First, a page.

A successful application under either of these streams results in an Express Entry candidate obtaining an additional 600 points under the Comprehensive Ranking System (CRS) and being prioritized for an Invitation to Apply for Canadian permanent residence.
Nova Scotia announced last Friday, April 27, that it would open Category B of its Nova Scotia Demand: Express Entry Stream (NSDEE) the following day to 350 applications, leaving those interested in applying only 24 hours to prepare.
Given this window, many applicants who prepared the required documents — which can number upwards of 30 — in advance were well positioned to act during this one day window of opportunity.
Category B of the NSDEE, which re-opened Saturday, accepted application from eligible Express Entry candidates with the required amount of work experience in one of Nova Scotia’s current opportunity occupations and who scord at least 67 points on Nova Scotia’s unique points system, among other criteria. No job offer is required under this category and there is no mandatory minimum CRS score.
The NSDEE operates on a first-come, first-served basis and typically reaches it intake limit soon after it opens, and the April 28 intake was no exception. After opening around 9 a.m., it reached its quota and closed to new applications that afternoon.
Being proactively prepared can therefore be a potential advantage for anyone hoping to apply to Category B of the NSDEE. It can also help applicants avoid rushing and making errors that the Nova Scotia Nominee Program (NSNP) says will result in an application being rejected.
“It is your responsibility to submit all requested documents,” the NSNP states in its application guide. “If documents are missing, not signed, not translated by a certified translator, or not clear, your application will not be assessed.”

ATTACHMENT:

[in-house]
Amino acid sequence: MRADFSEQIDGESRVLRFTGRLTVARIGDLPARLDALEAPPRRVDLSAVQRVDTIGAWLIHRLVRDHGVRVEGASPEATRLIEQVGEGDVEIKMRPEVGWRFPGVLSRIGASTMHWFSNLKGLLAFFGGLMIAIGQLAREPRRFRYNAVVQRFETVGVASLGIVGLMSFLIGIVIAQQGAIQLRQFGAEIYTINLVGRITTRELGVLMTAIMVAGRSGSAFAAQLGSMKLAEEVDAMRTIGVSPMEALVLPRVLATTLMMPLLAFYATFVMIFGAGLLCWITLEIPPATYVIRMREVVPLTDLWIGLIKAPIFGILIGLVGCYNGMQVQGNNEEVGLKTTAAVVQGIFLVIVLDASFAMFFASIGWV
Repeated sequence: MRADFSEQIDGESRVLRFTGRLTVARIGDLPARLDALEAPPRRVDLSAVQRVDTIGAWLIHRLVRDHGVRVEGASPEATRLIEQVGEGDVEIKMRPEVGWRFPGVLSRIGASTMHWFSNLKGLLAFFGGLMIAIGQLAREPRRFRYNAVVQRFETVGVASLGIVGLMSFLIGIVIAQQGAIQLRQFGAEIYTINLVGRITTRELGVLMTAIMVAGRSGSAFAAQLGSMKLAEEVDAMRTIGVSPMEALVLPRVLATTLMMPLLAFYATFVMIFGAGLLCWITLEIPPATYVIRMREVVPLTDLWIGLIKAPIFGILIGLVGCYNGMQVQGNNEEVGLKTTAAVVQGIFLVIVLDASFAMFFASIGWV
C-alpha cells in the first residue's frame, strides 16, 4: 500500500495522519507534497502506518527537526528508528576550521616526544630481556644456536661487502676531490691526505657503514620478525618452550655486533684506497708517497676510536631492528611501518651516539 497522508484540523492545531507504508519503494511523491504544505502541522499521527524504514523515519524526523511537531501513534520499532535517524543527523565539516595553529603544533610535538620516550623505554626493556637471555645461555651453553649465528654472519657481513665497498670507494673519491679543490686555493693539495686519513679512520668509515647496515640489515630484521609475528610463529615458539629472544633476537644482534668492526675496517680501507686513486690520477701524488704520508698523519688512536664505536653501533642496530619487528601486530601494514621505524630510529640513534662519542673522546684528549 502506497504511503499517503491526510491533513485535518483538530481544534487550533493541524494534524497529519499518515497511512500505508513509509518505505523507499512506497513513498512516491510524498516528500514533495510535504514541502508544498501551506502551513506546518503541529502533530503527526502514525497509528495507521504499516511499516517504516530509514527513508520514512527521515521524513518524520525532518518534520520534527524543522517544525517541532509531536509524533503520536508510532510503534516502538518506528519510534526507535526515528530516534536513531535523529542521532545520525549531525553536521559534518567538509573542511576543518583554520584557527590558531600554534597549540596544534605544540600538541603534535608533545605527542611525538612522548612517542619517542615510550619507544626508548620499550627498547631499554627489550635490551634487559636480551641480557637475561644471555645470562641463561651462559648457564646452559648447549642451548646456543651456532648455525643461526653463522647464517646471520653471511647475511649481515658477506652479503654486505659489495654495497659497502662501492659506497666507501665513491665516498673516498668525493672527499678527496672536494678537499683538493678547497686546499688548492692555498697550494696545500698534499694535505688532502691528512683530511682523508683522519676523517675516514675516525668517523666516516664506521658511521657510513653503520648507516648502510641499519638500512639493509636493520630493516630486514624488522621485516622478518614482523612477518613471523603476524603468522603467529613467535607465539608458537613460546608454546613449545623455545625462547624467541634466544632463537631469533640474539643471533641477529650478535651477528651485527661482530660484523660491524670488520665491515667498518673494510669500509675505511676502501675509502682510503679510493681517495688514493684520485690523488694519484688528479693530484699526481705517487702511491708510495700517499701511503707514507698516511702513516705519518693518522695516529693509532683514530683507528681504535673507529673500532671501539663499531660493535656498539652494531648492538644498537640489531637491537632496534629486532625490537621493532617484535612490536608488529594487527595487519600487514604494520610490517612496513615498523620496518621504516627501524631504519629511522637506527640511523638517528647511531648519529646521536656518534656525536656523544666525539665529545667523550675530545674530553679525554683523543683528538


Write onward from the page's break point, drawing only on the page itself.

The province of New Brunswick also reopened its Express Entry-linked Labour Market Stream to new Expressions of Interest on May 1.
The stream is open to Expressions of Interest from eligible candidates who meet the eligibility criteria for the Express Entry system’s Federal Skilled Worker Class and score a minimum of 67 points out of 100 in the FSWC selection factors.
Like Nova Scotia, this New Brunswick stream does not require a Canadian job offer or a minimum CRS score.
Those interested must also have work experience in one of 14 priority occupations and must have attended one of the New Brunswick Provincial Nominee Program’s information sessions in the previous 24 months (since April 30, 2016), among other criteria.
Express Entry candidates who are living abroad and are interested in immigrating to New Brunswick could therefore stand to benefit from educating themselves on the dates and locations of these information sessions and arranging to attend one.
Furthermore, New Brunswick indicates it will be opening this stream on the first day of each month until an unspecified quote is reached, meaning eligible candidates who are best prepared may have the best chance of succeeding.
“One thing these PNPs have in common is that they reward proactive, informed candidates,” said Attorney David Cohen, senior partner at the Campbell, Cohen Canadian immigration law firm in Montreal. “If you are interested in immigration to either of these provinces, keep your eye on these Express Entry-linked streams, and get busy preparing those documents.”
The first step towards applying under the Nova Scotia Demand Express Entry stream is to enter the Express Entry pool.
© 2018 CICNews All Rights Reserved